Friday, 7 March 2008


As my friend Robin at Treewright has just posted in a previous thread I thought I would promote him EVEN MORE!!! by showing you something he demonstrated to me when we were working together at the Scout Jamboree last summer.

Not everyone has the materials, time or space for their own pole-lathe, but a bow-lathe is a small and simple alternative. Below is a picture of Robin in action using his bow-lathe.

I guess you could say that it is based on the principle of the bow-drill, because you use a bow to rotate your work instead of foot power as used with a pole-lathe.

All you need is a stable base (I used a piece of scaffold board for mine) and two uprights fixed securely to the base. Drill a hole towards the top of each upright and insert a coach screw (or similar) through each, having ground a point onto each bolt to hold your piece of work securely. Use two nuts to secure the bolts in position.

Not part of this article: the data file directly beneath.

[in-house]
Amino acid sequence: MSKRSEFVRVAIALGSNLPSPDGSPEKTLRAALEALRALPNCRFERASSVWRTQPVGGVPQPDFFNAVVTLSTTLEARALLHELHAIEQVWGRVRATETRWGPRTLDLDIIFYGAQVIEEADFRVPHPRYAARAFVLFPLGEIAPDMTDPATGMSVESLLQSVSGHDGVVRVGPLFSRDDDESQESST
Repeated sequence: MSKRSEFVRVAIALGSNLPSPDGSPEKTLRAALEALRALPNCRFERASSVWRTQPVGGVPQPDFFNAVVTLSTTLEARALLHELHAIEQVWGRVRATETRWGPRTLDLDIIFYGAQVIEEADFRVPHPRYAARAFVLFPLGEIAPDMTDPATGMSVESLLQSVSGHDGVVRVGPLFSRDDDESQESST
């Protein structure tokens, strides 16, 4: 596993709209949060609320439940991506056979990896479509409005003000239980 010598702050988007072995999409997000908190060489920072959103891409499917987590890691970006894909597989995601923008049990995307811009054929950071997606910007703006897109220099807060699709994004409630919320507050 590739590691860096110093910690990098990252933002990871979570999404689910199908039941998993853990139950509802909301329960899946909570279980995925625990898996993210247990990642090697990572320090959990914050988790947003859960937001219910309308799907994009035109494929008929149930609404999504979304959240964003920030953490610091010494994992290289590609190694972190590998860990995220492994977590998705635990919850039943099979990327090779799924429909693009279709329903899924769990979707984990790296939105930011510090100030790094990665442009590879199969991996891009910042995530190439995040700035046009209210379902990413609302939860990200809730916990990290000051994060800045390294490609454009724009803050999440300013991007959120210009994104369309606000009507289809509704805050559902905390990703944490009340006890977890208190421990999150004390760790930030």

At one end you can incorporate a simple wooden handle to tighten one bolt to hold you work.

and finally fix a piece of wood between the two uprights as a tool rest

Now axe a length of wood into a rough "round", place the bow string around using the same method as with the bow-drill and secure your work between the two bolts.

Now using a couple of bodgers chizels, move the bow backwards and forwards to rotate your work and turn the wood into whatever you require!



I didn't think I had managed to leave a comment. Now I see that you vet them first - think I'll do that on mine.
What happened to your bow lathe from hazel?
Check this link for a real lash up bowl making lathe in the forest -

Fenlander said...

It stops the idiots who leave malicious comments with virus links!

Fenlander said...

I didn't get any pictures of it at the jamboree. I made a free standing one similar to your, that I use now.

Anonymous said...

Thats a great idea! I have been wanting to make a ploe lathe but I don't really have the space sicne I am arenter. I could easily make a bow lathe and store it in my basement, and take it out when i want to use it. Do you only cut on the pull stroke of the bow?

Fenlander said...

It depends what type of chisel you are using as to whether it will cut on the pull and push stroke.